The World Economic Forum is calling for a “great reset” of capitalism following the coronavirus crisis.
The NGO warned that the economic fallout of the Covid-19 downturn will exacerbate the climate and social crises that were already underway, leaving the world “even less sustainable, less equal, and more fragile”.
It said with enough government support and private sector engagement we can ensure that tragedy is not “the only legacy” of the crisis.
But to achieve this we must take the following steps:
- Governments must steer the market toward fairer outcomes by improving coordination (for example, in tax, regulatory, and fiscal policy), upgrading trade arrangements, and creating the conditions for a “stakeholder economy.”
- Ensure that investments advance shared goals, such as equality and sustainability.
- Harness the innovations of the Fourth Industrial Revolution to support the public good, especially by addressing health and social challenges.
The calls come as the notion of a post-growth economy gains traction across the world.
In Amsterdam, where the city’s economy has been ravished by global travel restrictions, leaders are putting together an unorthodox post-pandemic recovery plan where its main goals aren’t about growing the economy or increasing GDP but about making the city better for people and the planet.
Milan has already moved to introduce one of Europe’s most ambitious schemes reallocating street space from cars to cycling and walking in response to the crisis and in France a citizen’s assembly has called for a different social and economic model that is more human and more resilient in the face of future downturns.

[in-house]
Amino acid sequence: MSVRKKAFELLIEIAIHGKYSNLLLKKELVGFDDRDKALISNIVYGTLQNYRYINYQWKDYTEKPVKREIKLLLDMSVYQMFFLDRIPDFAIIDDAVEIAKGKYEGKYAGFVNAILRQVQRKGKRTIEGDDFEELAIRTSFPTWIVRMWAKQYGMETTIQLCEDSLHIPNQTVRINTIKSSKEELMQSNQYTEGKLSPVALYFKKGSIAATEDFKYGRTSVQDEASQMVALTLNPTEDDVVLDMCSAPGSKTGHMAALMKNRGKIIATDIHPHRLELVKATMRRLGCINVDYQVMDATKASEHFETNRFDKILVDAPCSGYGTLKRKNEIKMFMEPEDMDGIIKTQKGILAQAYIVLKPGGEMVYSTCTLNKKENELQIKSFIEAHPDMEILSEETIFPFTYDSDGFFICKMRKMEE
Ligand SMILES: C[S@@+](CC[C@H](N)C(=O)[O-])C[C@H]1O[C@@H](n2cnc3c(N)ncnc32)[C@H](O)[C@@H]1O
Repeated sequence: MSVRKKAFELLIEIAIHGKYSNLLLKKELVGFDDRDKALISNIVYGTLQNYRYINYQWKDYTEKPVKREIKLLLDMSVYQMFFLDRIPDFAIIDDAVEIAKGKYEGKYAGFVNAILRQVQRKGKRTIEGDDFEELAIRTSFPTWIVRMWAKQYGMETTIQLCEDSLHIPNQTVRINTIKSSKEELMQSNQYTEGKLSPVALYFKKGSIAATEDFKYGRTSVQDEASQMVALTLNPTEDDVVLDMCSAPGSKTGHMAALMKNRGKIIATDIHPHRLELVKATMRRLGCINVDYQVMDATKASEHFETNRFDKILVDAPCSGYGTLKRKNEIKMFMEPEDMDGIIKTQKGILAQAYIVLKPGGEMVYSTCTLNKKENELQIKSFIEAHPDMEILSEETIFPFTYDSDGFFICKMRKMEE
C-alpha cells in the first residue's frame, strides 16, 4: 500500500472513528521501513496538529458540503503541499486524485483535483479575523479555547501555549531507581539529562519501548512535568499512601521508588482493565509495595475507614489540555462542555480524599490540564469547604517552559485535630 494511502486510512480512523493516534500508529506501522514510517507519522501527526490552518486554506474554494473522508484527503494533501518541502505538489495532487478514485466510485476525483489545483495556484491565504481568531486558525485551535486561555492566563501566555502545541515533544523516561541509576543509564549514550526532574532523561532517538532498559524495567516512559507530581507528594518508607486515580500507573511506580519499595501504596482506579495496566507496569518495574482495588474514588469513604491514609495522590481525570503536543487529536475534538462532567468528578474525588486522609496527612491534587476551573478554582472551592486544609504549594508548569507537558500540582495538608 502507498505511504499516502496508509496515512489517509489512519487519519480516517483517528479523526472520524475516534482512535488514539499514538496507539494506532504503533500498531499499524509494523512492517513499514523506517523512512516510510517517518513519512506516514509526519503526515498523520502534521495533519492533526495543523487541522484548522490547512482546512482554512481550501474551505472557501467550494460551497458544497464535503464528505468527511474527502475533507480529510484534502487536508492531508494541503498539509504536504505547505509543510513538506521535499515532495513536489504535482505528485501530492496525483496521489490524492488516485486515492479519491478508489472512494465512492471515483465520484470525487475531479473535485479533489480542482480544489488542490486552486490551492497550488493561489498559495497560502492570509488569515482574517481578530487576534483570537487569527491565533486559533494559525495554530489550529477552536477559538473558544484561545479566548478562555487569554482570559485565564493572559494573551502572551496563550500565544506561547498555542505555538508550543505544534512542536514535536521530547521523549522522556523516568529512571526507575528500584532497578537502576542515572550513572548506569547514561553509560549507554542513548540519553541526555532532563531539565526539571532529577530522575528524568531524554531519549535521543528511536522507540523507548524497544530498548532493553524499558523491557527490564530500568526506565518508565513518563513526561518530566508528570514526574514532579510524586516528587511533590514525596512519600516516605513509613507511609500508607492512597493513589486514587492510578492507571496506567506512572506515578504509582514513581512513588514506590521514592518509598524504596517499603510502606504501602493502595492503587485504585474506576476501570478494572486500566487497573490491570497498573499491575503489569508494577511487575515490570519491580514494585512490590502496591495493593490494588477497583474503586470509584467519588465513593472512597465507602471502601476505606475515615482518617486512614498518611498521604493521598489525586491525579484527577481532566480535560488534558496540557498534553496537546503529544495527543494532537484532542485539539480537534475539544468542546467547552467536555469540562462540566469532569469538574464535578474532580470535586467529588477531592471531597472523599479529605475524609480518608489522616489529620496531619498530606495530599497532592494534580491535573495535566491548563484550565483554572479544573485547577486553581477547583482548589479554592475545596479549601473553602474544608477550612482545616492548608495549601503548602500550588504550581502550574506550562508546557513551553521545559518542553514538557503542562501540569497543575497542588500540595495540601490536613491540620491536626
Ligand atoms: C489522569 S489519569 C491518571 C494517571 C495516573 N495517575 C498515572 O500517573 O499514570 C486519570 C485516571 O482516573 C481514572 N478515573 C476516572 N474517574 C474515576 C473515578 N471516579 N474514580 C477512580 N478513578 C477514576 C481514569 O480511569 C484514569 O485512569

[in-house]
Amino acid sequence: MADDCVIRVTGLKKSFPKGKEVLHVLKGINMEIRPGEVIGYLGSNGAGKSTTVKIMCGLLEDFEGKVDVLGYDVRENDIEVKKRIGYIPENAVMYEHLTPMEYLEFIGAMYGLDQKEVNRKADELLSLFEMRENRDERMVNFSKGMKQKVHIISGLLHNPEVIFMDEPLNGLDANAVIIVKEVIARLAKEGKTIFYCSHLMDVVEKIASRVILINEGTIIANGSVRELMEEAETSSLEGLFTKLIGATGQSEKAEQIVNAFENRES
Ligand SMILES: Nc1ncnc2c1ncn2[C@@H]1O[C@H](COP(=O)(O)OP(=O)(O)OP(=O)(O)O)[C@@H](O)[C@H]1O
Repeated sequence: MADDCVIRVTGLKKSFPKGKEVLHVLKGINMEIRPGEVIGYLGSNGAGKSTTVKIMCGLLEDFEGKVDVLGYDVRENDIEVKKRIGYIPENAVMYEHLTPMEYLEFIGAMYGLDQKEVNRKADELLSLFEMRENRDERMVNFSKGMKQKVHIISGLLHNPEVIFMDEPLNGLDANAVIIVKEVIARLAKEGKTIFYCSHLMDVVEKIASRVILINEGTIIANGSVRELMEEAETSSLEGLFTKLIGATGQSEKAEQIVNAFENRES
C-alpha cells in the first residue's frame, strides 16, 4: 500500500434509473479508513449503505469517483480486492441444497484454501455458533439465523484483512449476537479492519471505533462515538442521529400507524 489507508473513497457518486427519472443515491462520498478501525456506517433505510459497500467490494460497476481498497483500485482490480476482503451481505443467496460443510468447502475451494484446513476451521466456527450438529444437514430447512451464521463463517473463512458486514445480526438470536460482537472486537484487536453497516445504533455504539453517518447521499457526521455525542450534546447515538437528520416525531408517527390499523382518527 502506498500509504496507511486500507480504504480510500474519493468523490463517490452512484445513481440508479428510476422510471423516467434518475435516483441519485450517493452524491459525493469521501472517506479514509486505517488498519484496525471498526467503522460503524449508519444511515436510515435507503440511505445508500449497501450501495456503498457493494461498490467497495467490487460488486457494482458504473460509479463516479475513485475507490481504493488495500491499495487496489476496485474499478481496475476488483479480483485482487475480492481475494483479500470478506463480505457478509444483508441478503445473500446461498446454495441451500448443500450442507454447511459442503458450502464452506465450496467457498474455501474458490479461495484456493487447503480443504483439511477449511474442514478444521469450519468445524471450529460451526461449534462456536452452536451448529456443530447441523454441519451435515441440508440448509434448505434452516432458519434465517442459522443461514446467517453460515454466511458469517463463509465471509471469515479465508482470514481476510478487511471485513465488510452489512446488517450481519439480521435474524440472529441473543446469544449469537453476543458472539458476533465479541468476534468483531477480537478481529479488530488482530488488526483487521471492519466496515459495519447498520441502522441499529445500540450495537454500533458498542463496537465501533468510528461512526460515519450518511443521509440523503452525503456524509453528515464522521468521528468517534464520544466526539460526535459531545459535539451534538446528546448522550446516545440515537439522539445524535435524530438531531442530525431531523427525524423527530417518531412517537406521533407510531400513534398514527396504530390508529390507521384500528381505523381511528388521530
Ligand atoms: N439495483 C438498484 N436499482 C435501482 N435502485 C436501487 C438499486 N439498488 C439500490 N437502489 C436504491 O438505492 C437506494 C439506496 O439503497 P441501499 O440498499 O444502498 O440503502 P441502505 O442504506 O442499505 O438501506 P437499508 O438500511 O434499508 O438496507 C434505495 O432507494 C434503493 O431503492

Winds of change
In the UK, too, winds of change seem to have been exacerbated by the pandemic.
A report commissioned by The Treasury recently concluded that we need to recognise new measures of success that go beyond GDP. The Dasgupta Review noted that the “human economy is embedded within, rather than external to nature”, and that a limited paradigm that prizes economic growth at any cost could lead to future crises.
A recent poll of 2,000 Brits found eight out of 10 people would prefer the government to prioritise health and wellbeing over economic growth during the coronavirus crisis, and six in 10 would still want the government to pursue health and wellbeing ahead of growth after the pandemic has subsided.
The findings show that “growth at all costs” is not something that people will support any longer, with a clear appetite to move away from GDP as the only indicator.